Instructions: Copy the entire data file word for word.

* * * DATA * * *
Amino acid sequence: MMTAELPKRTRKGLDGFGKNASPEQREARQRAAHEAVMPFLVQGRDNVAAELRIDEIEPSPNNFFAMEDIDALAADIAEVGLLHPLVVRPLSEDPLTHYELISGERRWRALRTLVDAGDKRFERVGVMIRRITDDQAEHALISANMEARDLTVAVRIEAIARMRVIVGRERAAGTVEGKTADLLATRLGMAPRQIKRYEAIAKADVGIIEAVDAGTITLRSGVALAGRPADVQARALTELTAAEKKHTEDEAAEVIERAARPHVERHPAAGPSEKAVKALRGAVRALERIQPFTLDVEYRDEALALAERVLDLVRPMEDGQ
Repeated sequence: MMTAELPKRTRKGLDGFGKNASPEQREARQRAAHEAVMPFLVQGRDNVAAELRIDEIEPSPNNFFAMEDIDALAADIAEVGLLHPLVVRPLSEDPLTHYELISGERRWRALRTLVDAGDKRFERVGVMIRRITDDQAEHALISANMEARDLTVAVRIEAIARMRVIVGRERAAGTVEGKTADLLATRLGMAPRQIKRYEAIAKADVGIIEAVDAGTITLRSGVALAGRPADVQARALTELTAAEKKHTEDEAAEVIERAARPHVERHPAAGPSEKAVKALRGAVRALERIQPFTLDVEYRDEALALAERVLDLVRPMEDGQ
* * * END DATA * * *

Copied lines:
Amino acid sequence: MMTAELPKRTRKGLDGFGKNASPEQREARQRAAHEAVMPFLVQGRDNVAAELRIDEIEPSPNNFFAMEDIDALAADIAEVGLLHPLVVRPLSEDPLTHYELISGERRWRALRTLVDAGDKRFERVGVMIRRITDDQAEHALISANMEARDLTVAVRIEAIARMRVIVGRERAAGTVEGKTADLLATRLGMAPRQIKRYEAIAKADVGIIEAVDAGTITLRSGVALAGRPADVQARALTELTAAEKKHTEDEAAEVIERAARPHVERHPAAGPSEKAVKALRGAVRALERIQPFTLDVEYRDEALALAERVLDLVRPMEDGQ
Repeated sequence: MMTAELPKRTRKGLDGFGKNASPEQREARQRAAHEAVMPFLVQGRDNVAAELRIDEIEPSPNNFFAMEDIDALAADIAEVGLLHPLVVRPLSEDPLTHYELISGERRWRALRTLVDAGDKRFERVGVMIRRITDDQAEHALISANMEARDLTVAVRIEAIARMRVIVGRERAAGTVEGKTADLLATRLGMAPRQIKRYEAIAKADVGIIEAVDAGTITLRSGVALAGRPADVQARALTELTAAEKKHTEDEAAEVIERAARPHVERHPAAGPSEKAVKALRGAVRALERIQPFTLDVEYRDEALALAERVLDLVRPMEDGQ